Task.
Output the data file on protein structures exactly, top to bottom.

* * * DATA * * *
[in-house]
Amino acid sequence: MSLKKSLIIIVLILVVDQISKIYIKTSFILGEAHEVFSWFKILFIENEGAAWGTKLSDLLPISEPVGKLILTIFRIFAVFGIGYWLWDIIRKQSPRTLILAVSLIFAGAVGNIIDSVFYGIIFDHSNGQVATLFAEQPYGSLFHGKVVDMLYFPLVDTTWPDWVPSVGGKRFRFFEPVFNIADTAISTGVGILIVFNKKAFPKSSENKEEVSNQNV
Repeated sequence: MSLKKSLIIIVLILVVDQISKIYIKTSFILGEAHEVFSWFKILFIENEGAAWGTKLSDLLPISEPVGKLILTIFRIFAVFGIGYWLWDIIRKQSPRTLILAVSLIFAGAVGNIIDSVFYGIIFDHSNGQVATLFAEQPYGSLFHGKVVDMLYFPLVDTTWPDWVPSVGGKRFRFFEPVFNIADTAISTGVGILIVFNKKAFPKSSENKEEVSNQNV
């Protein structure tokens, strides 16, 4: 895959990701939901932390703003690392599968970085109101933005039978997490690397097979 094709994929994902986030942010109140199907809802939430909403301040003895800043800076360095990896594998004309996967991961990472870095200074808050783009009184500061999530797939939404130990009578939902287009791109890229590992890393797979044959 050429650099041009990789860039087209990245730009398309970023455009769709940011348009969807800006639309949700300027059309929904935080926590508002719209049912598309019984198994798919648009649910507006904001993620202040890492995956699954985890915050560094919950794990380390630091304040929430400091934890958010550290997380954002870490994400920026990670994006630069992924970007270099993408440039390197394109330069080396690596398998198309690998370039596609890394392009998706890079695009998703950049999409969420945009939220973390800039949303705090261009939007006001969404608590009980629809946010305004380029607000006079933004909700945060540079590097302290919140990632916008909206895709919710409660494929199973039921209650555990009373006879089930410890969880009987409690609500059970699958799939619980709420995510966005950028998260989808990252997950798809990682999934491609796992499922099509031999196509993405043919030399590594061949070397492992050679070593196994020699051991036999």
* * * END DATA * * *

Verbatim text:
[in-house]
Amino acid sequence: MSLKKSLIIIVLILVVDQISKIYIKTSFILGEAHEVFSWFKILFIENEGAAWGTKLSDLLPISEPVGKLILTIFRIFAVFGIGYWLWDIIRKQSPRTLILAVSLIFAGAVGNIIDSVFYGIIFDHSNGQVATLFAEQPYGSLFHGKVVDMLYFPLVDTTWPDWVPSVGGKRFRFFEPVFNIADTAISTGVGILIVFNKKAFPKSSENKEEVSNQNV
Repeated sequence: MSLKKSLIIIVLILVVDQISKIYIKTSFILGEAHEVFSWFKILFIENEGAAWGTKLSDLLPISEPVGKLILTIFRIFAVFGIGYWLWDIIRKQSPRTLILAVSLIFAGAVGNIIDSVFYGIIFDHSNGQVATLFAEQPYGSLFHGKVVDMLYFPLVDTTWPDWVPSVGGKRFRFFEPVFNIADTAISTGVGILIVFNKKAFPKSSENKEEVSNQNV
């Protein structure tokens, strides 16, 4: 895959990701939901932390703003690392599968970085109101933005039978997490690397097979 094709994929994902986030942010109140199907809802939430909403301040003895800043800076360095990896594998004309996967991961990472870095200074808050783009009184500061999530797939939404130990009578939902287009791109890229590992890393797979044959 050429650099041009990789860039087209990245730009398309970023455009769709940011348009969807800006639309949700300027059309929904935080926590508002719209049912598309019984198994798919648009649910507006904001993620202040890492995956699954985890915050560094919950794990380390630091304040929430400091934890958010550290997380954002870490994400920026990670994006630069992924970007270099993408440039390197394109330069080396690596398998198309690998370039596609890394392009998706890079695009998703950049999409969420945009939220973390800039949303705090261009939007006001969404608590009980629809946010305004380029607000006079933004909700945060540079590097302290919140990632916008909206895709919710409660494929199973039921209650555990009373006879089930410890969880009987409690609500059970699958799939619980709420995510966005950028998260989808990252997950798809990682999934491609796992499922099509031999196509993405043919030399590594061949070397492992050679070593196994020699051991036999």